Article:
Food Allergy

(Animation of an IgE-Mediated Allergic Reaction to Food)

IgE-Mediated Food Allergies

Arguably, IgE-mediated food allergies are the most important class of food sensitivities for several reasons. First, although the number of affected individuals is relatively small, the reactions in some individuals in this group can be quite severe and even life-threatening especially if a significant quantity of the offending food is inadvertently ingested. Also, the degree of tolerance for the offending food is small (very small in some individuals) making the implementation of safe and effective avoidance diets more difficult.

IgE-mediated food allergies are true food allergies involving an abnormal response of the immune system to one or more specific foods. These are immediate hypersensitivity reactions.

IgE-mediated reactions are associated with the rapid onset of symptoms - usually within a few minutes to a few hours after the ingestion of the offending food. Immediate hypersensitivity reactions are mediated by an allergen-specific immunoglobulin E (IgE) antibody as depicted in Figure 1. The food allergens involved in IgE-mediate reactions are typically naturally-occurring proteins in foods (put link to section on food allergens). In IgE-mediated food allergies, exposure to the allergen stimulates the production of allergen-specific IgE antibodies by plasma cells in susceptible individuals. The allergen-specific IgE attaches itself to the surface of mast cells in various tissues and basophils in the blood in a process known as sensitization. No symptoms occur during the sensitization phase but, once that phase is completed, the individual is primed to react to the offending allergen.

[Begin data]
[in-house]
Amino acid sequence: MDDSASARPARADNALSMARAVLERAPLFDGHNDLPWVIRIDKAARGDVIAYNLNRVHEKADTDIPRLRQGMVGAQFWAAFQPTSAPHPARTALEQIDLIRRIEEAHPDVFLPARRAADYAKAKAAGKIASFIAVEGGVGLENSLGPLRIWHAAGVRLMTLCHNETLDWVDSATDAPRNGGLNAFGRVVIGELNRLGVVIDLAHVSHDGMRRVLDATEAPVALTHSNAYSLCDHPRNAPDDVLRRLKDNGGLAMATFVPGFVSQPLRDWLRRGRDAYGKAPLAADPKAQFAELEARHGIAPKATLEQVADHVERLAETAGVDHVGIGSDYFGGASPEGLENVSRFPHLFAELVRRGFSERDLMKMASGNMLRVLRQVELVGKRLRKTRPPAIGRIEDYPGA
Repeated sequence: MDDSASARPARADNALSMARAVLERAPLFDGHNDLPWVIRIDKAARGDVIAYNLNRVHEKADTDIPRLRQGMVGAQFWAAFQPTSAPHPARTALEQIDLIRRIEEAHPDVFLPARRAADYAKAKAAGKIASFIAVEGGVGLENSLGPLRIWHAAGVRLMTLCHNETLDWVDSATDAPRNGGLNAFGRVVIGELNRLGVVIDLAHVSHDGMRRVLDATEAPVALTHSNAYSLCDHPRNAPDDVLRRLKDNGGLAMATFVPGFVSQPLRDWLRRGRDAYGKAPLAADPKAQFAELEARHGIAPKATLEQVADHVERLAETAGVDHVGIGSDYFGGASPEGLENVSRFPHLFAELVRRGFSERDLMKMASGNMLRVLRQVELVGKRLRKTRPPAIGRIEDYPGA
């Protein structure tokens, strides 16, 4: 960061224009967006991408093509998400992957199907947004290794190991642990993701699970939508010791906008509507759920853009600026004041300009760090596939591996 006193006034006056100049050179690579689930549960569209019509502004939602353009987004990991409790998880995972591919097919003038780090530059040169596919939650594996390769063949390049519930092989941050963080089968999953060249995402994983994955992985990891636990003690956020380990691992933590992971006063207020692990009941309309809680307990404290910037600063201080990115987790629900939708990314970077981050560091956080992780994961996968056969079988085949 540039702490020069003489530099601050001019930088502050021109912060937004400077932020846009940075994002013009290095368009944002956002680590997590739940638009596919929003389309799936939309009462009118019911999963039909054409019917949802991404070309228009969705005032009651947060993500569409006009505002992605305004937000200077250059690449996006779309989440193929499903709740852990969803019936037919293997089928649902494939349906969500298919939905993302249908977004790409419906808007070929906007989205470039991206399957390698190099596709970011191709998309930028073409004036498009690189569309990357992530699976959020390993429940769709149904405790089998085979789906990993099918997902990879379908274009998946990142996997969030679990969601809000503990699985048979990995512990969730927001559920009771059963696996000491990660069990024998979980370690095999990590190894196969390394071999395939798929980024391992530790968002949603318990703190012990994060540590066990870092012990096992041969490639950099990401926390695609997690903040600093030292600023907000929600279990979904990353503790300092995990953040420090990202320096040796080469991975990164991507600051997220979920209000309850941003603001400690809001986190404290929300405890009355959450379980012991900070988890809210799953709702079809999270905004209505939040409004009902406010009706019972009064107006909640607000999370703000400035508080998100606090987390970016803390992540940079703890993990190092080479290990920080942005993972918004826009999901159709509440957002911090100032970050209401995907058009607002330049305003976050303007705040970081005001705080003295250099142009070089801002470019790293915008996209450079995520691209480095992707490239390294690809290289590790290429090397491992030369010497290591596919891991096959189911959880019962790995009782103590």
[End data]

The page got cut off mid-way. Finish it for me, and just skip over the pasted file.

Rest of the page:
During the sensitization phase, the susceptible individual will form allergen-specific IgE antibodies upon exposure to a specific food protein. However, even among susceptible individuals, exposure to food proteins does not usually result in the formation of IgE antibodies. In normal individuals, exposure to a food protein in the gastrointestinal tract results in oral tolerance through either the formation of protein-specific IgG, IgM, or IgA antibodies or no immunological response whatsoever (clonal anergy). Thus, oral tolerance is the "normal" homeostatic state in humans. IgE-mediated food allergy can be viewed as a breakdown in oral tolerance. But, those consumers who develop IgE-mediated food allergies are still likely to be tolerant to the vast majority of foods in their diets. Many are allergic to only one or several related foods, although some may be allergic to multiple foods (very rarely more than 5 foods).